The Angelus is a mid-nineteenth century painting by Jean-François Millet, and depicts two farm labourers finishing their day’s work with a prayer, as the church bell rings in the steeple on the horizon. Embraced by the French Catholic peasantry, engravings of the painting were hung up in homes across the country, the reproductions themselves reminiscent of the pervasive nature of the church in rural agricultural communities. Its original title, however, was Prayer For The Potato Crop, and didn’t feature a church in the background. The tower was added later, and when we remove it from the painting, as I have done below, we immediately find ourselves in a very different scene. Whilst previously, the Church’s presence (with both a big and small “C”) implied an overbearing cultural force, one which apparently demands to be served through labour and punctuated by timed prayer, its absence now suggests an internalised form of faith, of spontaneous action and ritual, and a power of the peasants over what could now potentially be their land. Their actions are exactly the same, the figures haven’t moved, but they are praying by themselves now, for their crops and their livelihood. When the church is removed, the painting doesn’t fall apart, the farmers don’t abandon their work, they’re just doing it for different reasons. In which case, I put forward The Angelus as a potential symbol for self-sufficient farming, a theatrical imagining of what might happen if we are left to organise ourselves. The sentiment could be construed as anarchic, but this new image doesn’t portray any of the chaotic energy that is usually associated with anarchy.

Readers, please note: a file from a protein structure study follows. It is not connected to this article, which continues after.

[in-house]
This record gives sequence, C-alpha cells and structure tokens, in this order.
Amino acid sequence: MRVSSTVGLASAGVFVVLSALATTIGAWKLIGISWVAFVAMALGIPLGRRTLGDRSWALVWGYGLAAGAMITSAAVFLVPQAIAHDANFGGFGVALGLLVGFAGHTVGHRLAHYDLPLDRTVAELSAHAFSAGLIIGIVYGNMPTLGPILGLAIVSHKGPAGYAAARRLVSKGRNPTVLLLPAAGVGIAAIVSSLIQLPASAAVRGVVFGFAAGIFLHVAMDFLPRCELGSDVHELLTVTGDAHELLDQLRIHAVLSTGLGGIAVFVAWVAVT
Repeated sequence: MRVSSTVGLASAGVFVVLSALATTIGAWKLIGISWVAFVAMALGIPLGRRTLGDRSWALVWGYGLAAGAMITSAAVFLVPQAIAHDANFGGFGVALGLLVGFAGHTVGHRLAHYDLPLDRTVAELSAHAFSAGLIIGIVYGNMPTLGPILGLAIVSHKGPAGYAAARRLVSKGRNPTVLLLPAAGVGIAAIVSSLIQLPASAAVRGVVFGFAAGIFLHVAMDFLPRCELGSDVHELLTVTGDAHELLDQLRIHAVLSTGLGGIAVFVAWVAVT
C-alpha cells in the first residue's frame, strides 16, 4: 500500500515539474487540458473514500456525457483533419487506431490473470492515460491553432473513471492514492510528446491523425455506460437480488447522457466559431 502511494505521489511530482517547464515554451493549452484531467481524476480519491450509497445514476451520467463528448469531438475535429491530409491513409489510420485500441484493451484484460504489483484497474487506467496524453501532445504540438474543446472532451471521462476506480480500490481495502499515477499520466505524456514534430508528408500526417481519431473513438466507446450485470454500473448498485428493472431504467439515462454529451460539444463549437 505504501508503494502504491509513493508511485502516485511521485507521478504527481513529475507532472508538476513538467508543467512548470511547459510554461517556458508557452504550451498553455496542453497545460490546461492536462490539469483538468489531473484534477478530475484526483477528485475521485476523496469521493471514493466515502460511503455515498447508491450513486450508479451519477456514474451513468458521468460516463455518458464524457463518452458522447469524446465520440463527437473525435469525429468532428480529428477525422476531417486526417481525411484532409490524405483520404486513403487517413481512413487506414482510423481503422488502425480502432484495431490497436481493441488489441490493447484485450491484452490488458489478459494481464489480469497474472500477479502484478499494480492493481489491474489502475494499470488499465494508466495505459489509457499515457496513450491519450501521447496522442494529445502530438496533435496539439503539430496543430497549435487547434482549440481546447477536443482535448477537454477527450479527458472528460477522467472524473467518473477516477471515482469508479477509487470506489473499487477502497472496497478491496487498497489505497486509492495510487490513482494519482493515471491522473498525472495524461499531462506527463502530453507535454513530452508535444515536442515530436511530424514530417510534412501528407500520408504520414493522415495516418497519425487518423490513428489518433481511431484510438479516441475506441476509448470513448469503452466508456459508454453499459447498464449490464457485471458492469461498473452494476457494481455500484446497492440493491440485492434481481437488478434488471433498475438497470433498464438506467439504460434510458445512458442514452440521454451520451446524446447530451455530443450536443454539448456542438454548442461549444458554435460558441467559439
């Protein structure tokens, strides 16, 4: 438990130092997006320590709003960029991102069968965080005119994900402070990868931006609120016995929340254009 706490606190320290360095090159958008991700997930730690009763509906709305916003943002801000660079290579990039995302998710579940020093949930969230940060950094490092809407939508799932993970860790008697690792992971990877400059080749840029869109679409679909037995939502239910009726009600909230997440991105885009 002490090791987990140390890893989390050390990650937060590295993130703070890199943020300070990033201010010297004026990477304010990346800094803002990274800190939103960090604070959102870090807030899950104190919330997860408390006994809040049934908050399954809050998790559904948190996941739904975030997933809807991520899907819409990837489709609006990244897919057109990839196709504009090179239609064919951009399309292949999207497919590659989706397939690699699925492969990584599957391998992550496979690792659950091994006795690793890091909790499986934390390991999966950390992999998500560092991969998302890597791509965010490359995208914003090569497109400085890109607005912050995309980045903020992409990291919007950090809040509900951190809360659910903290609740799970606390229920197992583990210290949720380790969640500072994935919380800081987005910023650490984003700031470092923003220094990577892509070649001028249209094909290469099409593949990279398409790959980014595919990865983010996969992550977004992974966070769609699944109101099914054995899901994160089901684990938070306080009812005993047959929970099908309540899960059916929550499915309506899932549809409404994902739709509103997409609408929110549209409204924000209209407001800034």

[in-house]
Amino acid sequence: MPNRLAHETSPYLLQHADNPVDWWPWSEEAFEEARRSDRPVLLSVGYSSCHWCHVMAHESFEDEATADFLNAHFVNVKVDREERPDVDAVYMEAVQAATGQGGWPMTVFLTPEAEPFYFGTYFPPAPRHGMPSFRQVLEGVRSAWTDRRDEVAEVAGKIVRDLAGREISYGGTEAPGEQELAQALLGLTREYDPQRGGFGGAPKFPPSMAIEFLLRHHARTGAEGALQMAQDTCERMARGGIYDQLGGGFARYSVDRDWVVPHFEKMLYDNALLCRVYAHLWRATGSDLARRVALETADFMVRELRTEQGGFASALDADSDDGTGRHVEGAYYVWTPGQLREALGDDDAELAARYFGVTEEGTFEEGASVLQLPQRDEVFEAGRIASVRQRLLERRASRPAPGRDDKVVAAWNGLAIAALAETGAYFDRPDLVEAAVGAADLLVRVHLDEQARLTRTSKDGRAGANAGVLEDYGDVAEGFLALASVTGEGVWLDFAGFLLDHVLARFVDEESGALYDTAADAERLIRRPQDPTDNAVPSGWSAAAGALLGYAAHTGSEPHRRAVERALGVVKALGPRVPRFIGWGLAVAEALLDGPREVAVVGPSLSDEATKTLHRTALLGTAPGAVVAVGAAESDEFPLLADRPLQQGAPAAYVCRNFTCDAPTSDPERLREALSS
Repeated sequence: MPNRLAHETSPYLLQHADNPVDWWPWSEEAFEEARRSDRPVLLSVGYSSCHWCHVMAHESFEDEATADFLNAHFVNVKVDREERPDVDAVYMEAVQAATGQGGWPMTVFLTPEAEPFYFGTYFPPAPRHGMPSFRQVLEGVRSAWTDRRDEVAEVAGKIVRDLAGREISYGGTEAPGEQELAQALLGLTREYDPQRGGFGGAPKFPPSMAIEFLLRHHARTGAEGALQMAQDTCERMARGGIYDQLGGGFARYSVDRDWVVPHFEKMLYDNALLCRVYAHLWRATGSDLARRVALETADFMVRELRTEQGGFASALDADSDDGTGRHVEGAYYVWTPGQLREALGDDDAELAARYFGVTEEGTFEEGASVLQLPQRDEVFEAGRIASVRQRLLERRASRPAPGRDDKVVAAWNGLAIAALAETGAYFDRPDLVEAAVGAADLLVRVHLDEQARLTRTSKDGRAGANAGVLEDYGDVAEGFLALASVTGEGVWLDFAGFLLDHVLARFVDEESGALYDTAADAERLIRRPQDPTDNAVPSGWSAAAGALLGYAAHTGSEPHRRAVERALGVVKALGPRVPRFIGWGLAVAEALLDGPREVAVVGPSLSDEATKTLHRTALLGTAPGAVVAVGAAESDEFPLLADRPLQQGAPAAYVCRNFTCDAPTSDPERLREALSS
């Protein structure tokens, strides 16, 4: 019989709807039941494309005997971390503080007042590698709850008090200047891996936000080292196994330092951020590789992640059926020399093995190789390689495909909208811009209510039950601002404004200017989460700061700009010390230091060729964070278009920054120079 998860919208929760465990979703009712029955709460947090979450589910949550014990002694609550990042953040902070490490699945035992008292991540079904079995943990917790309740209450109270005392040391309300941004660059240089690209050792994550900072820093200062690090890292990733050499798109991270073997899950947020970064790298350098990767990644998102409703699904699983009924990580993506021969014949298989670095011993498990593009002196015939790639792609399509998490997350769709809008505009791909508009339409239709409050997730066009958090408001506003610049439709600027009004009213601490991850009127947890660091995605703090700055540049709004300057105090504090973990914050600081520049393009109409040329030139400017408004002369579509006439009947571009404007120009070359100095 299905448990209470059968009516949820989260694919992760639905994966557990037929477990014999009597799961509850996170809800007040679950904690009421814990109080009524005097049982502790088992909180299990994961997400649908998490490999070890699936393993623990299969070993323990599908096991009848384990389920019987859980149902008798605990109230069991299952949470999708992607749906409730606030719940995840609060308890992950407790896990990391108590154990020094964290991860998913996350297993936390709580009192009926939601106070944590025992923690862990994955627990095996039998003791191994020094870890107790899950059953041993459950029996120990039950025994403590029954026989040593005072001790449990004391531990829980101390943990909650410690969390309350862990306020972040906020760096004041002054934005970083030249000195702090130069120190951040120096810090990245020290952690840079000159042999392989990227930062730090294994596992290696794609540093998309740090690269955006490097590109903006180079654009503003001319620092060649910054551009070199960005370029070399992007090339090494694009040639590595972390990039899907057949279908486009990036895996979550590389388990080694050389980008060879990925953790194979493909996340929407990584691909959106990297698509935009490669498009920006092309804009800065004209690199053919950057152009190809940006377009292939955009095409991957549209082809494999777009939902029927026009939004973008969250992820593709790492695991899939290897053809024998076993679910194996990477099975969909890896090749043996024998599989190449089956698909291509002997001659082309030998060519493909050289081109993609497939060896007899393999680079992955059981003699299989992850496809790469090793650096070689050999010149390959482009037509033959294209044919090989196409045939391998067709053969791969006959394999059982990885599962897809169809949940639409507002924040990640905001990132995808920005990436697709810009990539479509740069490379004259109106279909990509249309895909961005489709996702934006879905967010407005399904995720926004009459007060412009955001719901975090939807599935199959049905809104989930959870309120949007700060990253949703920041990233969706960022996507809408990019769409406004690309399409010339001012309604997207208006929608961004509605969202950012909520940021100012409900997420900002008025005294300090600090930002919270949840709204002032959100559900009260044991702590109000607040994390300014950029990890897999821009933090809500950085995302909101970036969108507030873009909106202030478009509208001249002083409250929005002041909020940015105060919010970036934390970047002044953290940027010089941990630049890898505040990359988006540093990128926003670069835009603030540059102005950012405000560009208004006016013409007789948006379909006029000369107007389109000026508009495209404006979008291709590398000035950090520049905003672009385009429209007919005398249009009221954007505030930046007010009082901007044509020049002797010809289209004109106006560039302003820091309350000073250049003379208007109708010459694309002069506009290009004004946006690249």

Since their peak in the 1950s, total UK land used for allotments has dropped by 79%, from 475 hectares to 97 in 2019 (Edmondson et al., 2020), and the average waiting time for a plot is currently 6-8 months (The Guardian, 2020) – in Lewisham, this can stretch from 18 months to nine years. It’s clear that more are needed to have any impact on local or national economies, but where do we go to make these new spaces? In my notes, I have returned time and again to Goldsmiths’ green. Located behind the Richard Hoggart Building, and mostly disused throughout the year, the ‘College Green’ is accessible, gets plenty of sunlight, and is large enough to contain a variety of possible allotment styles. Although a plan to convert it wouldn’t get past the Senior Management Team anytime soon, I’ve used the space as a basic example with which to map out potential layouts. Combined with my own veg-growing efforts, it’s not exactly radical resistance – far from it – but I’ve taken to this imagined processing as an exercise in planning alternative forms of food production, and in doing so have realised the possibilities available to us.